Maha Mudra (Great Mudra) registers as 5* on the scale of difficulty. In this position, you perform three bandhas (energy locks) simulatenously: Mula Bandha (the closing off and drawing up of the anal sphincter), Uddiyana Bandha (the drawing up of the diaphragm toward the rib cage), and Jalandhara Banda (the tucking of the chin toward the chest to close off the throat). As Iyengar explains, by performing all three mudras simultaneously, ” the apertures at the top and bottom of the trunk are held fast and sealed.”
Iyengar outlines many benefits of Mahamudra: “This asana tones the abdominal organs, the kidneys and adrenal glands. Women suffering from a prolapsed womb find relief as it pulls the womb up to its original position. Persons suffering from spleen ailments and from enlargement of the prostate gland will benefit by staying in this pose longer. It cures indigestion.”Â As if these benefits weren’t enough to convince the practitioner of the pose’s value, Iyengar quotes theÂ Hatha Yoga Pradipika, “‘This Mahamudra destroys death and many other pains.’ ‘There is nothing that one cannot eat or has to avoid (if one has practised it).’”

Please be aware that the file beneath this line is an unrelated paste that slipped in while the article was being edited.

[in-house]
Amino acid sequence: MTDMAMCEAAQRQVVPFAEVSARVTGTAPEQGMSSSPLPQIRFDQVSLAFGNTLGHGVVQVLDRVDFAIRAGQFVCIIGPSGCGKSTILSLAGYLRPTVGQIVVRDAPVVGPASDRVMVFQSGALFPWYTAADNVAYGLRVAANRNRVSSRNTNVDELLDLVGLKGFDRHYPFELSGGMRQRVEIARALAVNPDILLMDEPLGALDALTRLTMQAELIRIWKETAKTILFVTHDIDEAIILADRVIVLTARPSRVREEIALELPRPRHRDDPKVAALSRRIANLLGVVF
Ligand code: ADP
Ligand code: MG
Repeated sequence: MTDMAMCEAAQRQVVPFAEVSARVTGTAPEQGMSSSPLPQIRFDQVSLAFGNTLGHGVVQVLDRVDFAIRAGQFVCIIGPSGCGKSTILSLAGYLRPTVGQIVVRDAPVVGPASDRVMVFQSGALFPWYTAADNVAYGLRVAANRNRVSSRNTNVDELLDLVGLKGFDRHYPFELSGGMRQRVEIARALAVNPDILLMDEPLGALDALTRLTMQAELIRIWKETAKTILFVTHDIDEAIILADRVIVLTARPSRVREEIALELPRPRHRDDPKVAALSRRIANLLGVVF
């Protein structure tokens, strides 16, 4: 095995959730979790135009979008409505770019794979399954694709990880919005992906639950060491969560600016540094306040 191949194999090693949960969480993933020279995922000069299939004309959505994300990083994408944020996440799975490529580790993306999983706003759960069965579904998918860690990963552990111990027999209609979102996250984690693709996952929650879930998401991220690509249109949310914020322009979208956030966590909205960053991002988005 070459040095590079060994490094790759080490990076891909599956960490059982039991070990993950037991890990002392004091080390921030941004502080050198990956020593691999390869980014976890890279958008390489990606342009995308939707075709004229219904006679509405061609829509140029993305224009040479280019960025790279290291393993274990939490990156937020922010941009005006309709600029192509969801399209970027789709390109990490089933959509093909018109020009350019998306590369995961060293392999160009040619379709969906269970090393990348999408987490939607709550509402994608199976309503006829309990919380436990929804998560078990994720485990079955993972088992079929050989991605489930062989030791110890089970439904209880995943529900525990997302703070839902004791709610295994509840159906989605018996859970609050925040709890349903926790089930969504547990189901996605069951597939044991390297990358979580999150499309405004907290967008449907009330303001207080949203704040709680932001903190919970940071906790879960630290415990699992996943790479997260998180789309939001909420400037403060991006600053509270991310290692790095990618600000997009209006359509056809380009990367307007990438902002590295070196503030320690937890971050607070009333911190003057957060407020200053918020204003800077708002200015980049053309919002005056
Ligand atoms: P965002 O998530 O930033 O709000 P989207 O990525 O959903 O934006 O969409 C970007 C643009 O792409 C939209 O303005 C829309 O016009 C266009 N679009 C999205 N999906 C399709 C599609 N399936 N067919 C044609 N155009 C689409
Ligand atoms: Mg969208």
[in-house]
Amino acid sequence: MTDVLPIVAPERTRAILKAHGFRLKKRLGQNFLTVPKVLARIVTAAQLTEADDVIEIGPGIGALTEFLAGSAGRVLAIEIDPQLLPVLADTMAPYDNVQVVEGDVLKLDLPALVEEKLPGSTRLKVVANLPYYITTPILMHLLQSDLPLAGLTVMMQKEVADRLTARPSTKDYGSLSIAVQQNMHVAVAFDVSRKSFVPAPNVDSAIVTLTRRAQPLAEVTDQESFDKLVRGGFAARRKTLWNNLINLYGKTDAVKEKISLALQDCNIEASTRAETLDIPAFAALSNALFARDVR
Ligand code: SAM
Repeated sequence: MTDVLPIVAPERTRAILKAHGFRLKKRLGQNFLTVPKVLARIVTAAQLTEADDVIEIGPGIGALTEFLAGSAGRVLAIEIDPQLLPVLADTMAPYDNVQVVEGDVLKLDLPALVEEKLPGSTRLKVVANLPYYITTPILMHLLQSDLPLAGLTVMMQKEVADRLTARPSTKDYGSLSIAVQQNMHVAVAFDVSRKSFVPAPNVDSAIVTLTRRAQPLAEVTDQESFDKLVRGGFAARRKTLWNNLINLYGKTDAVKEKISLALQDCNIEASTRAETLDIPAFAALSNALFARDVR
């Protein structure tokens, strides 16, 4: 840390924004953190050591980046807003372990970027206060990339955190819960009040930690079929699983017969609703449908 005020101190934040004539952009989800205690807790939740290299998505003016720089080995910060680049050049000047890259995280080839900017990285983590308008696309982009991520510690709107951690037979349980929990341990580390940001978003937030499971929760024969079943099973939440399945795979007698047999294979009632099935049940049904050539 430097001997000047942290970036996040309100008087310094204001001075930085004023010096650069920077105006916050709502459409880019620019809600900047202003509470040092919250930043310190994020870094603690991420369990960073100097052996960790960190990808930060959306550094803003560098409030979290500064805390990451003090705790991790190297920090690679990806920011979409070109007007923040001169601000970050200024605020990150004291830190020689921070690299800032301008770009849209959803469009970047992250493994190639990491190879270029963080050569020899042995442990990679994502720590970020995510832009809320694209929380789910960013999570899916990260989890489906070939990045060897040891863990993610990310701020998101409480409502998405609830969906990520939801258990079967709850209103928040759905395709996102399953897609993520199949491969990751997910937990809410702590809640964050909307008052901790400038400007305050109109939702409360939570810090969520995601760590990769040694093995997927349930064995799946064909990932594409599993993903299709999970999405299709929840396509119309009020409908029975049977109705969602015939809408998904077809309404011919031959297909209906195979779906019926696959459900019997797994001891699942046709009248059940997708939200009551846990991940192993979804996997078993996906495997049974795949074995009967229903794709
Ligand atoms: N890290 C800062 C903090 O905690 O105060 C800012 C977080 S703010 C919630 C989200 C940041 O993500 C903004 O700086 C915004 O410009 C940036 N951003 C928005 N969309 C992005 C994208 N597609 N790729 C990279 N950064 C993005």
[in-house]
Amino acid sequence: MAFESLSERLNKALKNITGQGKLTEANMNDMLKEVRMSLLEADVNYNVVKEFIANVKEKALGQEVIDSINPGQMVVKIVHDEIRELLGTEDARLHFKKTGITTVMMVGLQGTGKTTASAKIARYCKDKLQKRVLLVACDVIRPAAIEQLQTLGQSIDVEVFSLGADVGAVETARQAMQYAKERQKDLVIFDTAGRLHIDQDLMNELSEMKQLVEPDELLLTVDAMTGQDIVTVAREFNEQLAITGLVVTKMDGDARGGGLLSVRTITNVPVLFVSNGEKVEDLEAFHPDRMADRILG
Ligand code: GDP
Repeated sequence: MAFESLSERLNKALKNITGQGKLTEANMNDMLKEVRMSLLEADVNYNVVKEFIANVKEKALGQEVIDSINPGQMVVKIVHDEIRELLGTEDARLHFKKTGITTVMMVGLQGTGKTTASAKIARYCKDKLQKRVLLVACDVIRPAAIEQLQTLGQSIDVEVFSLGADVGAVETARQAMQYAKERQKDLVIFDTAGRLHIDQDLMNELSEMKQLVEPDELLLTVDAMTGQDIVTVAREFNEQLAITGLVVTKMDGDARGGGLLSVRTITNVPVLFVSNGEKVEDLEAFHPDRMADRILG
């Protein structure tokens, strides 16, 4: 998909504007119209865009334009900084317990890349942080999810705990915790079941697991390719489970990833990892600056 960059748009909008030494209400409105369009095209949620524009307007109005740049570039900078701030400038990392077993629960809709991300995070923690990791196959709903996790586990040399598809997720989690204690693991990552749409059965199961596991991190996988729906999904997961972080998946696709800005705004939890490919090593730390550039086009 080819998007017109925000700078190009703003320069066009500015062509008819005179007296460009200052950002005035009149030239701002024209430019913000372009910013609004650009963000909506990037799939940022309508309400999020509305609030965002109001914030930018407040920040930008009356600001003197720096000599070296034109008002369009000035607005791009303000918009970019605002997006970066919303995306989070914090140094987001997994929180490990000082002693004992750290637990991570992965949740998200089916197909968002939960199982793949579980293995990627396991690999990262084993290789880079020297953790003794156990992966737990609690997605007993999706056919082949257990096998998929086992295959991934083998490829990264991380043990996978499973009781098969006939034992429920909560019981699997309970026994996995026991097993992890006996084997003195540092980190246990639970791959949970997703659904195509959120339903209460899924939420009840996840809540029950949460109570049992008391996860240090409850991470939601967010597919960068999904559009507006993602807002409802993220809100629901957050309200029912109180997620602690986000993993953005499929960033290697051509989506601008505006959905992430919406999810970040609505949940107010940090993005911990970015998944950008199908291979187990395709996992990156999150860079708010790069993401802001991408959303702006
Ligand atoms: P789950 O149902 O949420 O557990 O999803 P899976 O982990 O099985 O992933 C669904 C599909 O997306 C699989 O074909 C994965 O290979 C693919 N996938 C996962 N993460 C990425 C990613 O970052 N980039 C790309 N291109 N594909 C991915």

Poses like Maha Mudra appear so simple, yet can have such profound effects on the body. Often in yoga, the poses that strike us as straightforward have the potential to benefit us greatly. The ultimate effects of the yoga practice are not immediately visible through the observance of a pose. They’re experienced through the flow of prana through the physical and subtle bodies.
Have you experienced the powerful impact of bandhas in your yoga practice? Share your experiences with me.